Uncertainty is a term used in subtly different ways in a number of fields, including physics, philosophy, statistics, economics, finance, insurance, psychology, sociology, engineering, and information science...

and other issues relevant in a given decision
Decision making
Decision making can be regarded as the mental processes resulting in the selection of a course of action among several alternative scenarios. Every decision making process produces a final choice. The output can be an action or an opinion of choice.- Overview :Human performance in decision terms...

, its rationality, and the resulting optimal decision
Optimal decision
An optimal decision is a decision such that no other available decision options will lead to a better outcome. It is an important concept in decision theory. In order to compare the different decision outcomes, one commonly assigns a relative utility to each of them...

. It is closely related to the field of game theory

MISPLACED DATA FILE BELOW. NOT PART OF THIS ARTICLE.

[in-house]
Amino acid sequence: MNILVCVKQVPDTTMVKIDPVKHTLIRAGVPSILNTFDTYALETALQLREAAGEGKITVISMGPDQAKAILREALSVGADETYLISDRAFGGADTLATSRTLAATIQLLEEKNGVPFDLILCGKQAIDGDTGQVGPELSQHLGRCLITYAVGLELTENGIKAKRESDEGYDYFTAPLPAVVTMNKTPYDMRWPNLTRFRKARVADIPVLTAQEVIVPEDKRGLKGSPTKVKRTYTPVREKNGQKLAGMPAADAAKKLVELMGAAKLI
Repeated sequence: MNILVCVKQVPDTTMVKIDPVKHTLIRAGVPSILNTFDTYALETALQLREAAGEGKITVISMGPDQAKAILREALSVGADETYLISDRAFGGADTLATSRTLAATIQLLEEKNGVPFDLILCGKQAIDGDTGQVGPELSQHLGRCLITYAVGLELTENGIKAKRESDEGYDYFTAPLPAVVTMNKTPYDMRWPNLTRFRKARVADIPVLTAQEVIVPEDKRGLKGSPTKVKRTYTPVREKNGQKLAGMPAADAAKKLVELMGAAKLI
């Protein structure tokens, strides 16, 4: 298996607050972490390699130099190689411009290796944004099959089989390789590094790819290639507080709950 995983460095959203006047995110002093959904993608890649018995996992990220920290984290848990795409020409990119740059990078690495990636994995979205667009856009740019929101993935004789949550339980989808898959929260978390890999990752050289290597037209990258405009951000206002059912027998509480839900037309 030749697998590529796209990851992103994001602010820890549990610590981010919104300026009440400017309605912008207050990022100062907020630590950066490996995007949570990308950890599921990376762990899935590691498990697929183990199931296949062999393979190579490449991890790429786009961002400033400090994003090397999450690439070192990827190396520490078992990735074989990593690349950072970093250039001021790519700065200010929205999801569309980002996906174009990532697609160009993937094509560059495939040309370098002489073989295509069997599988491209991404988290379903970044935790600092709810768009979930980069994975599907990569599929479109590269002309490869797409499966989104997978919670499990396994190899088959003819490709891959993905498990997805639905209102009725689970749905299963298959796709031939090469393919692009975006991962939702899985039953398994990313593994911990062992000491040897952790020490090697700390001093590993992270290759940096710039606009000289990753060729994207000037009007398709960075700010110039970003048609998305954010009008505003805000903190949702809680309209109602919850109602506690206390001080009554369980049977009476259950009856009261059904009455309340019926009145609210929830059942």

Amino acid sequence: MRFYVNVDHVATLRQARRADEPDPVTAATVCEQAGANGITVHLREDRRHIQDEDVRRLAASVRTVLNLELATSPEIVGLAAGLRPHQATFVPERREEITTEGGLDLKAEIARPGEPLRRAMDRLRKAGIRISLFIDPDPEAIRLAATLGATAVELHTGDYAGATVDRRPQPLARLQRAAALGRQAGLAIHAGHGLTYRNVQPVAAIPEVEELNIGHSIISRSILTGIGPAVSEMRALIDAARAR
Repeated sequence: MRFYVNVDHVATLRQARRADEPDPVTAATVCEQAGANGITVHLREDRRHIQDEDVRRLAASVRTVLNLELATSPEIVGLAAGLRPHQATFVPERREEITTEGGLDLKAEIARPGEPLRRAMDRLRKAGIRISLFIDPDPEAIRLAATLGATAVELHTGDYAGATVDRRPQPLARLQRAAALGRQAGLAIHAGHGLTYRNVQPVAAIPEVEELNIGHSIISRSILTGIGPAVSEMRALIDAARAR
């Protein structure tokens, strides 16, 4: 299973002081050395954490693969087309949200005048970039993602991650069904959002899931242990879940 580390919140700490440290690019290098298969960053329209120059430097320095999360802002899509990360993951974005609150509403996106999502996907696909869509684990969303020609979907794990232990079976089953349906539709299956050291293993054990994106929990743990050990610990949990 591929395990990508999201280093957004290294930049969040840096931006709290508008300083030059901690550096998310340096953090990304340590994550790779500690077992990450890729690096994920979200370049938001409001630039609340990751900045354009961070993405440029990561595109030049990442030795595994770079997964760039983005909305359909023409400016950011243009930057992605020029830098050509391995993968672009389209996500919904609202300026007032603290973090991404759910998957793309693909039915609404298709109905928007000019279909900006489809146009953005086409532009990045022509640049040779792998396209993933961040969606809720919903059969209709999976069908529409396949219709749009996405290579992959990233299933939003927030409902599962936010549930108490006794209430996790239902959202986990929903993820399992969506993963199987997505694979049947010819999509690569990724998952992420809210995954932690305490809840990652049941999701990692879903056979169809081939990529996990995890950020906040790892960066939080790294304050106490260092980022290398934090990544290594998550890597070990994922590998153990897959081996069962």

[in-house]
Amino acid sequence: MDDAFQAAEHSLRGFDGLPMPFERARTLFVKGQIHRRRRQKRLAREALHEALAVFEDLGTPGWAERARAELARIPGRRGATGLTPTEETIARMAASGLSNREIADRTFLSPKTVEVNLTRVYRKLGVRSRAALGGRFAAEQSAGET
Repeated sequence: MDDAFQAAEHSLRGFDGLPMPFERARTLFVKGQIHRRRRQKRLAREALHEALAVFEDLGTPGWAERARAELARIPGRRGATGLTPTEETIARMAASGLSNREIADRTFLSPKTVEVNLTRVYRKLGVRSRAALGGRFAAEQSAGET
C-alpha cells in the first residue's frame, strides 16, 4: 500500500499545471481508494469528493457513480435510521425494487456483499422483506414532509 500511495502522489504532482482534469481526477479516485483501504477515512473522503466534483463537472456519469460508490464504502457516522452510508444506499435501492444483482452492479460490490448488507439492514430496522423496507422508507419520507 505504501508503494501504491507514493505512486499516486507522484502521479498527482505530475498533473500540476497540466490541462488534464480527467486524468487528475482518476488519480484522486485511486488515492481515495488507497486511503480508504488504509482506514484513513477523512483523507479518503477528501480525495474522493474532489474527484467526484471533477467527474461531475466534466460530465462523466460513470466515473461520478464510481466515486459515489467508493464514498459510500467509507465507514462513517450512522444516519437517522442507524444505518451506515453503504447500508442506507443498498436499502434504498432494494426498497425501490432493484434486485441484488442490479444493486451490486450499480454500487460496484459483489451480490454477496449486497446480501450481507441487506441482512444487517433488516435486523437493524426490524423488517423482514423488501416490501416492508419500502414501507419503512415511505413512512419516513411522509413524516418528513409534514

Game theory
Game theory is a mathematical method for analyzing calculated circumstances, such as in games, where a person’s success is based upon the choices of others...

as to interactions of agents
Agent (economics)
In economics, an agent is an actor and decision maker in a model. Typically, every agent makes decisions by solving a well or ill defined optimization/choice problem. The term agent can also be seen as equivalent to player in game theory....

with at least partially conflicting interests whose decisions affect each other.

## Normative and descriptive decision theory

Most of decision theory is normative
Norm (philosophy)